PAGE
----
“It’s easy to be a good prosecutor when you have the evidence,” says Jimmy Panetta. “That combined with Schiff’s amazing knowledge of the law and a very cool demeanor is a very good combination. It reminds me of my wife, who is a judge; she understands the law and she understands people. Schiff did a great job running that hearing, pushing back on the Republican theatrics, and making sure the evidence is getting out there from the witnesses, not from the Republican members. Let’s help the American people rely on what the witnesses said, not the screaming and yelling of the Republicans on the committee.”
Californians like to cut through the fog to form a clear view of the future. This state has led the way often enough that it’s a responsibility and a duty of Californians to continue to look for ways forward, some of which will succeed, and some will fail. But we can confront the future not with fear or anger, but with optimism and hope and belief in the power of bringing diverse people together to forge a stronger whole.
We in California have played an outsized role in counterbalancing Trumpism, and we will also play an outsized role in helping lead the way toward a new post-Trump world. Let’s be very clear: This will be hard, very hard. Trumpism played off of–and magnified–weaknesses of human character, the ease with which some are seduced by power, and the the terrifying ease with which hate and recrimination can take over any conversation. The healing and rebuilding need to start even before Trump and the presidency are, somehow, disentangled.
“People need to understand that yes, our democracy is based on our values, but it’s left up to people to implement those values,” says Panetta. “It’s left up to moral people, people who have the morality to push these values forward. As we go forward, as we act and work with each other, in Congress but also in our society, we have to realize that … this is a democracy that’s about relationships and about trust, and we have to work on that.”
Swalwell believes Panetta will be a big part of that. “My respect for Jimmy is rooted in his service to the community as a trusted prosecutor, to the country as a solider, and now to the Congress as an advocate for bipartisan collaboration,” says Swalwell. “I’ve known him as he’s worked in all three roles, and think very highly of him.”
Like the resistance thus far, the post-Trump recovery will have to start at a grassroots, interpersonal level, Panetta says. “Yes, it can be difficult with technology where people can sit at their desks and send out a social-media post and not see that reaction from another person that yes, you’re being offensive,” he says. “It takes actually getting out and looking people eye to eye and talking to them. I think there needs to be a little more humility in how we conduct ourselves, not just in Congress, but in our society. There has to be a continuing curiosity about people … Ideally you want people to get out from their computers, get out from their Twitter and Facebook accounts, and make sure they actually get in front of people: Have the fortitude to look someone in the eye and actually say something, whether it be positive or negative.”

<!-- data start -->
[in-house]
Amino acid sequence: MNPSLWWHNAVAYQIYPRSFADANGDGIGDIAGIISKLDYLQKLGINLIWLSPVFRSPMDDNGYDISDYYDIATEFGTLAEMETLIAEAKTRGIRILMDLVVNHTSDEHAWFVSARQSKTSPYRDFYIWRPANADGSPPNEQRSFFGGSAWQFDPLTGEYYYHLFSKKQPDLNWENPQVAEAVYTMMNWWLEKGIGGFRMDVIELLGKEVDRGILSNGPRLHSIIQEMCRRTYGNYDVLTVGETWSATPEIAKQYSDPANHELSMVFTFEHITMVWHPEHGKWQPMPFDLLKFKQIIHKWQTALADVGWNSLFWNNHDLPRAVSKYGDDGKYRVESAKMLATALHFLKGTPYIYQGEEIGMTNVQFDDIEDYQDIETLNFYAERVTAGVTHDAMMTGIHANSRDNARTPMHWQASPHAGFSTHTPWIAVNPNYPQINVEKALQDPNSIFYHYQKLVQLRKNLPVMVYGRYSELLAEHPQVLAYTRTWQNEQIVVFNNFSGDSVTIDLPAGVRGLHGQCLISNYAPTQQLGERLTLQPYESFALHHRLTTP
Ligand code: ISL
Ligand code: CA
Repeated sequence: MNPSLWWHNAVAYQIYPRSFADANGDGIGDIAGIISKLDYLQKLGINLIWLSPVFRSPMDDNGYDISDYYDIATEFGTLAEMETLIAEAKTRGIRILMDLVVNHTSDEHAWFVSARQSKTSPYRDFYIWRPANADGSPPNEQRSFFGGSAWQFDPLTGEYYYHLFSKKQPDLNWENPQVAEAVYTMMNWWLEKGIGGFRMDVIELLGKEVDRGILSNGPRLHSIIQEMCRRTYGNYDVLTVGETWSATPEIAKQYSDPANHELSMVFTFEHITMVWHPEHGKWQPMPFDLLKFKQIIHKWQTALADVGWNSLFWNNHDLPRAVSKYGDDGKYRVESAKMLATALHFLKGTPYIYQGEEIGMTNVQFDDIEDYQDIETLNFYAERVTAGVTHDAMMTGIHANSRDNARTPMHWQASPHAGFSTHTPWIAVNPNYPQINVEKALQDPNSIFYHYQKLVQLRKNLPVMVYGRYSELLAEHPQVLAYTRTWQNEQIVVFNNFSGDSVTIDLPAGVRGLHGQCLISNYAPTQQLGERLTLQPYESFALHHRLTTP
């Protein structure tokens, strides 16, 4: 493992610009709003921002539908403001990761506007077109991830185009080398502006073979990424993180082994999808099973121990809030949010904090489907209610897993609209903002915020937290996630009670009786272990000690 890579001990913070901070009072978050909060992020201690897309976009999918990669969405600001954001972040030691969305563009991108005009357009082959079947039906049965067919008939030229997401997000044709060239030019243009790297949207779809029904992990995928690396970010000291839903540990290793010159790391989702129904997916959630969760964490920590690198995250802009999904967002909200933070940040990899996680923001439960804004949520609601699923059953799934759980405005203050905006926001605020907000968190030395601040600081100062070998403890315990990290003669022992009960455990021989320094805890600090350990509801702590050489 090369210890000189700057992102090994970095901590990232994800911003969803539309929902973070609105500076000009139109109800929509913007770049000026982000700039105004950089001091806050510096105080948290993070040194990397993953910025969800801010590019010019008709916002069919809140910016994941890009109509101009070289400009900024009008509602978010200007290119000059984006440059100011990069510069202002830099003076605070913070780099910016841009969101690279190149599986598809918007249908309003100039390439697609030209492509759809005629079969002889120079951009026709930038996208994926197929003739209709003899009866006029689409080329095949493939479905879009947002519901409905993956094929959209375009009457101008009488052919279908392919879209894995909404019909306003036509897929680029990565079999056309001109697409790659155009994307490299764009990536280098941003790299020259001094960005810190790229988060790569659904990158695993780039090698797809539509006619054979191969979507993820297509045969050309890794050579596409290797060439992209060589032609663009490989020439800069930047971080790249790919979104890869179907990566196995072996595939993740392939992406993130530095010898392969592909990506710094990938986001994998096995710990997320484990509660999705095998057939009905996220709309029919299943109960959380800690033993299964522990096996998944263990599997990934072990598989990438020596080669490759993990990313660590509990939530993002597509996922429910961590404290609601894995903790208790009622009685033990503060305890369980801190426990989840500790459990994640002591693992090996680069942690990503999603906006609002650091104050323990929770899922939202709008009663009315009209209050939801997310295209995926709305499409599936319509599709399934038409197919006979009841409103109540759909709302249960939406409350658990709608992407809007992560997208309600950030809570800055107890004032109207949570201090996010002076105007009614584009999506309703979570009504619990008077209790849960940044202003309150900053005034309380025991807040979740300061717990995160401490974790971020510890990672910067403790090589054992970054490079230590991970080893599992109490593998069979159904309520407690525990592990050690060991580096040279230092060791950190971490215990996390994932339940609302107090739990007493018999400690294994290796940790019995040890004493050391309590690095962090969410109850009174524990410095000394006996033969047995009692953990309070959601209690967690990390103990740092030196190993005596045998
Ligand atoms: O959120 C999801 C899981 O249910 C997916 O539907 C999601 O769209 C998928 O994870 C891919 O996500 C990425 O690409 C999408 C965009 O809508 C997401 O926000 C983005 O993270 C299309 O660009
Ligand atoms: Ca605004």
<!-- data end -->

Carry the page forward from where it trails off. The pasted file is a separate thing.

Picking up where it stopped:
The challenge is always to keep people interested and engaged between elections, not just every four years. Looking ahead to 2020, Swalwell sees a political earthquake.
“There is going to be a reckoning at the ballot box regardless of what happens on impeachment, and I think it will cascade after that,” Swalwell said. “As a Californian, I know personally what Prop. 187 did to the Republican Party in California. They have not climbed out of that hole, for the way they treated immigrants, particularly of Hispanic descent, and look at the delegation they now have in Congress. In the upcoming national elections, those that sought to be Donald Trump’s public defenders are not going to be along much longer in public life.”
It was telling during the recent televised impeachment hearings how often Republican defenders resorted to yelling, interrupting and various other antics. A political science professor at Berkeley taught me years ago that you could learn a lot about a presidential debate by turning off the sound. Who looks calm and collected? Who makes good eye contact? Who comes off as sweaty and nervous? Who seems intent on distraction? Who has worked himself up into such a state of actual or fake anger that he barely listens to a word anyone says to him?
A great fight lies ahead to mobilize and bring about the electoral defeat of Trumpism, whether the orange one himself is actually a candidate next year, or Nikki Haley or someone of her ilk runs as a Trumpist candidate, but it’s a fight we now know we can win–the first step toward undoing the damage of these years, and looking for new ways to bring people together.
We also need to point the way forward—as California has been doing, but especially needs to do now, above all by tackling its own problems, which are epic, and making the most of its best qualities, like diversity and a flair for innovation. As I wrote in a June 2018 New York Times piece: “In the Trump era, the state is reinventing itself as the moral and cultural center of a new America.”
It now falls to us to challenge ourselves to do better in that role of leadership, both in terms of solving our own problems so we can serve as role models and in being vocal and active, without falling back on easy answers or old pieties. We no longer have the luxury of the smugness this state has developed a reputation for, and I say this as a fifth-generation Californian, the descendent of 49ers and Spanish colonialists.
We don’t have to meet anger with anger, or insult with insult. We just have stick up for California values – from innovation to respect for diversity to commitment to fighting climate change, even with bold steps like mandating all new homes be solar-equipped. As I wrote in the Times, “California doesn’t just oppose Mr. Trump; it offers a better alternative to the America he promises.”